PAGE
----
motto: Embracing novelty: The rule that rules must be broken.
University of Twente
Since June 2017, I am associate professor at the University of Twente in the Interaction Design Group. Our group is in the Department of Design, Production and Management of the Faculty of Engineering Technology. I am also a DesignLab fellow. I contribute to the bachelor programmes of Creative Technology and Industrial Design and to the master programme of Industrial Design Engineering (track Human Technology Relations). My current research centers around around how the design of products and services influences people’s behaviour and motivation and has a dedicated area here.
University of Technology Sydney
Since Oktober 2016, I am a visiting fellow at the University of Technology Sydney. At UTS I explore new research directions in the field of wellbeing, emotions and memory.
Research Consultant at Novay (Telematica Institute)
I have worked as a research consultant at ICT innovation institute Novay in Enschede from 2008-2012. Here, I was user experience consultant for a range of (EU-)projects and project leader in several design for behaviour change projects, of which the SmartCoaching project in 2012 was the largest. This project was a collaboration between Novay, TNO, Gemeente Enschede, VGZ and Mobihealth. The project’s goal was to explore how mobile technology can support the combination of self management and interpersonal coaching in order to be most effective. Mobile coaching services have unique opportunities because they van be close to the user at any moment and at any place. This both provides good (continued) measuring conditions and new feedback opportunities (for example, personal and context specific). During my time at Novay I gained experience in developing services in collaborations with industrial parties.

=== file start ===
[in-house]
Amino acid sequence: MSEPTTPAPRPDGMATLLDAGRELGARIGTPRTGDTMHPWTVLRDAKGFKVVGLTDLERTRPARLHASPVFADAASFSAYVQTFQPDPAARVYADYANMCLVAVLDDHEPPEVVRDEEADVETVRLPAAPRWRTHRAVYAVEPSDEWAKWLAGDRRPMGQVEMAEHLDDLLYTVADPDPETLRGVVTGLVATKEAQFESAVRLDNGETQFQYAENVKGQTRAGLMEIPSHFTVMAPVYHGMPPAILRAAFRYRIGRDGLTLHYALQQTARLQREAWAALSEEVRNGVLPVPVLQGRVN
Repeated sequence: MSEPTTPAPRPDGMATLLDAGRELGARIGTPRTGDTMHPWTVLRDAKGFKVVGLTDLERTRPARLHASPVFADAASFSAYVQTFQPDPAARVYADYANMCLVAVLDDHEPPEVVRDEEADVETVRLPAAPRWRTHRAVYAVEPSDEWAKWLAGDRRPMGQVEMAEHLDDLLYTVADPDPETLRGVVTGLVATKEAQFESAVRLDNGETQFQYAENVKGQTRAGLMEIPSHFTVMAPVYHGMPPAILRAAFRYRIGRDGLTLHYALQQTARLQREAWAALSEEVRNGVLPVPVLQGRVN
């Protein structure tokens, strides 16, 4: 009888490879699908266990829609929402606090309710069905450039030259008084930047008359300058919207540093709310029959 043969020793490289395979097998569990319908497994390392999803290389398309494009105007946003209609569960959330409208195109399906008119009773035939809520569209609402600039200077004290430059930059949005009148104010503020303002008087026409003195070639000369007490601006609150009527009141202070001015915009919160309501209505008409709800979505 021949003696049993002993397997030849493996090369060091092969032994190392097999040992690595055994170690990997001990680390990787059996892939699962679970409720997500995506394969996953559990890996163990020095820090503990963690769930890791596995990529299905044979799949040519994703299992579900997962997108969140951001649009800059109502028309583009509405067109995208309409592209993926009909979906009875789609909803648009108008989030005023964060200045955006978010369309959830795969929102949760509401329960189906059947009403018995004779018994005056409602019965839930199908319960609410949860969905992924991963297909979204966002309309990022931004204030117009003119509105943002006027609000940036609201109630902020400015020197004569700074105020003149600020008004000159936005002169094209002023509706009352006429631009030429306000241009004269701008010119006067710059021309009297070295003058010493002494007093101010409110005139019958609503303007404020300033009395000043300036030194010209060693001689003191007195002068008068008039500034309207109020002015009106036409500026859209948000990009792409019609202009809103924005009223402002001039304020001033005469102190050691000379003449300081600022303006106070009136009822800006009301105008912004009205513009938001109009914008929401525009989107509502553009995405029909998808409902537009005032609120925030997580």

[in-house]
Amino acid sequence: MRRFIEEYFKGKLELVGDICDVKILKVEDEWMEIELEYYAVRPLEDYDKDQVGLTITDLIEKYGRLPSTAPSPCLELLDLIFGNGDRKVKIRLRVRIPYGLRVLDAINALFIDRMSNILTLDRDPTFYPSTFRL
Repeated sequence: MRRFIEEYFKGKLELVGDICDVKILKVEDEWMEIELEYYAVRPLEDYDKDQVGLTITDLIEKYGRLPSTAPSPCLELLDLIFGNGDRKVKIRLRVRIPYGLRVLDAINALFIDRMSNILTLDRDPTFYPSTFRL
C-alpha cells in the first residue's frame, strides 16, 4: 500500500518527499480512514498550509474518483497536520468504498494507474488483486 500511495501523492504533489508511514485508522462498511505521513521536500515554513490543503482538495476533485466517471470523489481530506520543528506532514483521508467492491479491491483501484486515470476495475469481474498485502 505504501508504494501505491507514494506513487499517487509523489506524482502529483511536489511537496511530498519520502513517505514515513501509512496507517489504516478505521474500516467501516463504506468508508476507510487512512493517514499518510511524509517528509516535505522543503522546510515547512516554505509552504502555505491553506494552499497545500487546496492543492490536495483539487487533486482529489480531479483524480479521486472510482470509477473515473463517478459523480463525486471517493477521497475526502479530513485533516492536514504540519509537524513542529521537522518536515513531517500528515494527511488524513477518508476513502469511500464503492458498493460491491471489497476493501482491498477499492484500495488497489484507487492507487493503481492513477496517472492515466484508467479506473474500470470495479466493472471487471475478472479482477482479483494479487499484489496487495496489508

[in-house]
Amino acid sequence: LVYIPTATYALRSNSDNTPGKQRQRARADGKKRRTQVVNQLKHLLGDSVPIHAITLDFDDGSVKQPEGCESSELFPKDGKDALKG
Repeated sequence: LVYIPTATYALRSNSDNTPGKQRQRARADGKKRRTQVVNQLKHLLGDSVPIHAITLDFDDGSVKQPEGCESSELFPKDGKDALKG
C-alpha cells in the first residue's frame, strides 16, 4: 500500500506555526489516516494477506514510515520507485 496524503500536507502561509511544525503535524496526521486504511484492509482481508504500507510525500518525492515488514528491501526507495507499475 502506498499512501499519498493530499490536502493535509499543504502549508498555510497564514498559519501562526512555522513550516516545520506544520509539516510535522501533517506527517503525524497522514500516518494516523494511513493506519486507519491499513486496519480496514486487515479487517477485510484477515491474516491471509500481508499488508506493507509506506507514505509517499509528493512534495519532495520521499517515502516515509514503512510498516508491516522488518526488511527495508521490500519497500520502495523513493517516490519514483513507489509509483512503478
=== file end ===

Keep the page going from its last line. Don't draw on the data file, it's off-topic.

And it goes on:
I have a master degree in Industrial Design Engineering (MSc – TU Delft) and received my PhD for work on multisensory design and product experience in 2008. During my PhD, I analysed how designers create surprises by introducing sensory incongruities in products. Surprises create novel experiences and can be pleasant and evoke interest. New production techniques such as 3D printing and interactive technologies offer many opportunities to create surprise. A designer might for example create a lamp that looks like it is made out of paper but that feels rigid and much heavier. During my PhD, I studied what other emotional reactions surprising products can evoke and how designers might best use sensory incongruities to create a desired experience. You can download my thesis from the repository of Delft University of Technology.